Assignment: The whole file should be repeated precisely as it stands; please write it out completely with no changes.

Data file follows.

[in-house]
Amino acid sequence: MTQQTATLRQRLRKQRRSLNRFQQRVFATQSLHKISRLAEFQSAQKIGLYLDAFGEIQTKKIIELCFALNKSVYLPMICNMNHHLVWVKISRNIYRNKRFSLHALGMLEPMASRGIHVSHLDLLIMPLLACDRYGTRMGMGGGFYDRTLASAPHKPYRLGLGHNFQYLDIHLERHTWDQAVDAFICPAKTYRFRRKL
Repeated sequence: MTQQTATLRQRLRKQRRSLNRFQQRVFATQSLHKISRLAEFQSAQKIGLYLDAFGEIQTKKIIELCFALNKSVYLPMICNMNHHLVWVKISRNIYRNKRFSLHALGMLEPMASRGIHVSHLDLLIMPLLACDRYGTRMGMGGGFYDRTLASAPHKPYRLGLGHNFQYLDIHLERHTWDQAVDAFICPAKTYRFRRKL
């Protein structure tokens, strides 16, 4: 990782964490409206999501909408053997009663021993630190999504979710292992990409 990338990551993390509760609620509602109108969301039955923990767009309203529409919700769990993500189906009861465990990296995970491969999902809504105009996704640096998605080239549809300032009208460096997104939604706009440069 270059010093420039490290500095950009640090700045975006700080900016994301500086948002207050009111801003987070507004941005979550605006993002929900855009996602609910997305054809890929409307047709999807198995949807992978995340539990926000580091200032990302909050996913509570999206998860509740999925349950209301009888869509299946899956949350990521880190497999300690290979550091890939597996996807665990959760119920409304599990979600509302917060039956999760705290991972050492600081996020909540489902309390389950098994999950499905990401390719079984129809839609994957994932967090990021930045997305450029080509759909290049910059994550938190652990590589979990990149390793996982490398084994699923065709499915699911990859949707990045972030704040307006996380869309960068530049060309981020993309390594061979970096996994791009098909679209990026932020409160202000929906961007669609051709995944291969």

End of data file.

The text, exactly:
[in-house]
Amino acid sequence: MTQQTATLRQRLRKQRRSLNRFQQRVFATQSLHKISRLAEFQSAQKIGLYLDAFGEIQTKKIIELCFALNKSVYLPMICNMNHHLVWVKISRNIYRNKRFSLHALGMLEPMASRGIHVSHLDLLIMPLLACDRYGTRMGMGGGFYDRTLASAPHKPYRLGLGHNFQYLDIHLERHTWDQAVDAFICPAKTYRFRRKL
Repeated sequence: MTQQTATLRQRLRKQRRSLNRFQQRVFATQSLHKISRLAEFQSAQKIGLYLDAFGEIQTKKIIELCFALNKSVYLPMICNMNHHLVWVKISRNIYRNKRFSLHALGMLEPMASRGIHVSHLDLLIMPLLACDRYGTRMGMGGGFYDRTLASAPHKPYRLGLGHNFQYLDIHLERHTWDQAVDAFICPAKTYRFRRKL
């Protein structure tokens, strides 16, 4: 990782964490409206999501909408053997009663021993630190999504979710292992990409 990338990551993390509760609620509602109108969301039955923990767009309203529409919700769990993500189906009861465990990296995970491969999902809504105009996704640096998605080239549809300032009208460096997104939604706009440069 270059010093420039490290500095950009640090700045975006700080900016994301500086948002207050009111801003987070507004941005979550605006993002929900855009996602609910997305054809890929409307047709999807198995949807992978995340539990926000580091200032990302909050996913509570999206998860509740999925349950209301009888869509299946899956949350990521880190497999300690290979550091890939597996996807665990959760119920409304599990979600509302917060039956999760705290991972050492600081996020909540489902309390389950098994999950499905990401390719079984129809839609994957994932967090990021930045997305450029080509759909290049910059994550938190652990590589979990990149390793996982490398084994699923065709499915699911990859949707990045972030704040307006996380869309960068530049060309981020993309390594061979970096996994791009098909679209990026932020409160202000929906961007669609051709995944291969």